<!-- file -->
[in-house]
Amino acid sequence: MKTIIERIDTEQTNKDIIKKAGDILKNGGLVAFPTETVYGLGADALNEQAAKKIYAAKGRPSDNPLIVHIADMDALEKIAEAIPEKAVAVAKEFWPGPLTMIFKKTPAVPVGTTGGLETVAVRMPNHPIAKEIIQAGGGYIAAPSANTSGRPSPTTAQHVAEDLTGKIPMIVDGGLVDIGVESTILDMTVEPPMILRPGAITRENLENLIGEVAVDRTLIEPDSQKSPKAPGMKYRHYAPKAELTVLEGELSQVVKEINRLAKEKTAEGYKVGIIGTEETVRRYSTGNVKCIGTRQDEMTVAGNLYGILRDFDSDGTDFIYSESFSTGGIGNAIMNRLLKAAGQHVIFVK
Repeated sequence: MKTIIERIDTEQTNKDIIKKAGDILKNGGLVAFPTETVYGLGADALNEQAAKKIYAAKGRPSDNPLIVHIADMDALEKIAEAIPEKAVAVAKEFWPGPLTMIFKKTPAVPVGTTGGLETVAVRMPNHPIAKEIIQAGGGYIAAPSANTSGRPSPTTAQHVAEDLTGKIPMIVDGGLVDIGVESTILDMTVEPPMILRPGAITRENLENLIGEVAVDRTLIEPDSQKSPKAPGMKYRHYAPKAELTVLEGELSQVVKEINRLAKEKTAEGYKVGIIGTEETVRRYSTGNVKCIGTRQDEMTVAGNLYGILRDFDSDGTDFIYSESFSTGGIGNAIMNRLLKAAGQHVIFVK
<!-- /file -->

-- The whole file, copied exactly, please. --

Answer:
[in-house]
Amino acid sequence: MKTIIERIDTEQTNKDIIKKAGDILKNGGLVAFPTETVYGLGADALNEQAAKKIYAAKGRPSDNPLIVHIADMDALEKIAEAIPEKAVAVAKEFWPGPLTMIFKKTPAVPVGTTGGLETVAVRMPNHPIAKEIIQAGGGYIAAPSANTSGRPSPTTAQHVAEDLTGKIPMIVDGGLVDIGVESTILDMTVEPPMILRPGAITRENLENLIGEVAVDRTLIEPDSQKSPKAPGMKYRHYAPKAELTVLEGELSQVVKEINRLAKEKTAEGYKVGIIGTEETVRRYSTGNVKCIGTRQDEMTVAGNLYGILRDFDSDGTDFIYSESFSTGGIGNAIMNRLLKAAGQHVIFVK
Repeated sequence: MKTIIERIDTEQTNKDIIKKAGDILKNGGLVAFPTETVYGLGADALNEQAAKKIYAAKGRPSDNPLIVHIADMDALEKIAEAIPEKAVAVAKEFWPGPLTMIFKKTPAVPVGTTGGLETVAVRMPNHPIAKEIIQAGGGYIAAPSANTSGRPSPTTAQHVAEDLTGKIPMIVDGGLVDIGVESTILDMTVEPPMILRPGAITRENLENLIGEVAVDRTLIEPDSQKSPKAPGMKYRHYAPKAELTVLEGELSQVVKEINRLAKEKTAEGYKVGIIGTEETVRRYSTGNVKCIGTRQDEMTVAGNLYGILRDFDSDGTDFIYSESFSTGGIGNAIMNRLLKAAGQHVIFVK